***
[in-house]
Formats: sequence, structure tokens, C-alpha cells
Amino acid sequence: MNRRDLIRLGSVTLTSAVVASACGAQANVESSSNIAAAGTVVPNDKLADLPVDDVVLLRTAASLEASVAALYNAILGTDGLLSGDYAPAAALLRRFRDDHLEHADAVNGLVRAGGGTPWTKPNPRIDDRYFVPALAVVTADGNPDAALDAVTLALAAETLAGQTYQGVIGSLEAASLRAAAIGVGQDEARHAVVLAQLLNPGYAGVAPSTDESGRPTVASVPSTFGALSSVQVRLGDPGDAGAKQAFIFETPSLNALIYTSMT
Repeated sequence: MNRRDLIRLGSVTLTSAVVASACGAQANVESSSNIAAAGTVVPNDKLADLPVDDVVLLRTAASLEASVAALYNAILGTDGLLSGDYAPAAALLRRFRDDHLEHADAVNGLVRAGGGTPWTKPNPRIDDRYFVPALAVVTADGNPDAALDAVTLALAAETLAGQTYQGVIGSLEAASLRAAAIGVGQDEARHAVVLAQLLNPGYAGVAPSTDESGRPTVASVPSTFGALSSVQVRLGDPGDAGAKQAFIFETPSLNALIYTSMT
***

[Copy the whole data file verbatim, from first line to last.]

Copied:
[in-house]
Formats: sequence, structure tokens, C-alpha cells
Amino acid sequence: MNRRDLIRLGSVTLTSAVVASACGAQANVESSSNIAAAGTVVPNDKLADLPVDDVVLLRTAASLEASVAALYNAILGTDGLLSGDYAPAAALLRRFRDDHLEHADAVNGLVRAGGGTPWTKPNPRIDDRYFVPALAVVTADGNPDAALDAVTLALAAETLAGQTYQGVIGSLEAASLRAAAIGVGQDEARHAVVLAQLLNPGYAGVAPSTDESGRPTVASVPSTFGALSSVQVRLGDPGDAGAKQAFIFETPSLNALIYTSMT
Repeated sequence: MNRRDLIRLGSVTLTSAVVASACGAQANVESSSNIAAAGTVVPNDKLADLPVDDVVLLRTAASLEASVAALYNAILGTDGLLSGDYAPAAALLRRFRDDHLEHADAVNGLVRAGGGTPWTKPNPRIDDRYFVPALAVVTADGNPDAALDAVTLALAAETLAGQTYQGVIGSLEAASLRAAAIGVGQDEARHAVVLAQLLNPGYAGVAPSTDESGRPTVASVPSTFGALSSVQVRLGDPGDAGAKQAFIFETPSLNALIYTSMT